Depositors stormed five Lebanese banks on Friday, seeking to release frozen savings, the latest in a series of “robberies” in the crisis-stricken country that has won broad popular support.
Lebanon has been in an economic crisis for more than two years, since the value of its currency began to decline and banks began to impose strict limits on withdrawals.
Last week, seven bank branches were targeted by “depositor theft,” prompting lenders to announce a three-day closure starting Monday, according to the Association of Banks in Lebanon.
With the escalation of “robberies” on Friday, Interior Minister Bassam al-Mawlawi called an emergency meeting in the afternoon.
It appears that the detention of a bank in Beirut by a self-portrait activist using a toy gun has sparked a series of copycat raids by people tired of not being able to withdraw their savings.
AFP correspondents and a security source said three similar incidents occurred Friday in Beirut and two in southern Lebanon.
In one case, a man with a pistol and a fuel container asked employees at a Byblos Bank branch in the southern city of Ghazieh to hand over his deposit.
Accompanied by his son, the man in his fifties threatened bank employees with the gun, which a Lebanese TV channel said may have been a toy, before asking him to.
Read also: Armed agent holds Banque du Liban employees hostage to gain access to savings
“He emptied a can of fuel on the floor,” a bank guard told an AFP reporter.
The man walked away with about $19,000 in cash but turned himself in to police moments later when a crowd formed in front of the bank to support him.
– Not a ‘bank robber’ –
A few hours later, in Beirut’s Tareq al-Jadida neighborhood, a tense security situation arose around a branch of Blom Bank, although the details were not clear.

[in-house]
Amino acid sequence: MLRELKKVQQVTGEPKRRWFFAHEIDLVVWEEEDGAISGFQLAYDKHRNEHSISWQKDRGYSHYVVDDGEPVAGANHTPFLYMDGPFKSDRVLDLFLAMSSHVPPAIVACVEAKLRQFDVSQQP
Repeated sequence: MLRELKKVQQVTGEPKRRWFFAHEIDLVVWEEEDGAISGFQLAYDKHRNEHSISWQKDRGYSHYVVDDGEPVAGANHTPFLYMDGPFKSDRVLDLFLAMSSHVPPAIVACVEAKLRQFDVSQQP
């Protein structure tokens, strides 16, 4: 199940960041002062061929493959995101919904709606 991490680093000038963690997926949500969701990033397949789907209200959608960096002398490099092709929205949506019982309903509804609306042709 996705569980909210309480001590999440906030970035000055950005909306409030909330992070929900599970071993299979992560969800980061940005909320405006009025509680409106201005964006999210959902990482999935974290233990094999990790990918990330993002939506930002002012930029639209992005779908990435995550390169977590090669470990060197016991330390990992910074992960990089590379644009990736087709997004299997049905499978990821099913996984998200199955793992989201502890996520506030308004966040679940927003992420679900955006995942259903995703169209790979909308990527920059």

Witnesses outside the bank said an indebted shop owner demanded access to his withheld savings.
Eyewitnesses told AFP at the scene that he was locked inside the bank with police officers, but that he was believed to be unarmed.
Witnesses told an AFP photographer at the scene that another man armed with a hunting rifle stormed a bank in Beirut’s Ramlet al-Baida neighborhood on Friday.
The string of thefts comes two days after a young activist stormed a central bank in Beirut with fuel and a plastic gun to demand deposits from her sister who needed to pay for cancer treatment.
The woman, identified as Sally Hafez, earned around $13,000 and became an instant hero on social media with a photo of her standing at a desk inside the bank during the raid, which went viral on social media.
“She had every right to do it. I would have done the same if I was as brave as her,” said Carla Chehab, 28, from Beirut.
“And don’t let anyone call her a bank robber. The thieves are the banks and the government and all the rich people are protecting them,” she added.
On Wednesday, the official National News Agency reported that a man detained a bank in the city of Aley, northeast of Beirut.
– urgent meeting –
The raids are seen as acts of desperation by Lebanese depositors who have no criminal records and are trying to settle bills, gaining broad support from the general public.
Last month, a man won widespread sympathy after he stormed a Beirut bank with a gun and held employees and customers hostage for hours, to demand some of his $200,000 frozen savings to pay hospital bills for his ailing father.
He was arrested but was quickly released and was present Friday outside the bank in Tariq Al Jadida to express his support.
Lebanon suffered its worst economic crisis ever.
Its currency has lost more than 90 percent of its value on the black market, while poverty and unemployment rates have risen.
Banks have been widely accused of operating like a cartel and of taking large sums of money out of the country for senior Lebanese officials at a time when foreign transfers were already off-limits to ordinary citizens.
The country’s main depositors’ association has expressed its support for desperate bank clients.
“We call on every depositor who rejects injustice, oppression and theft to support any depositor who asks for his right,” association member Tala Khalil told AFP.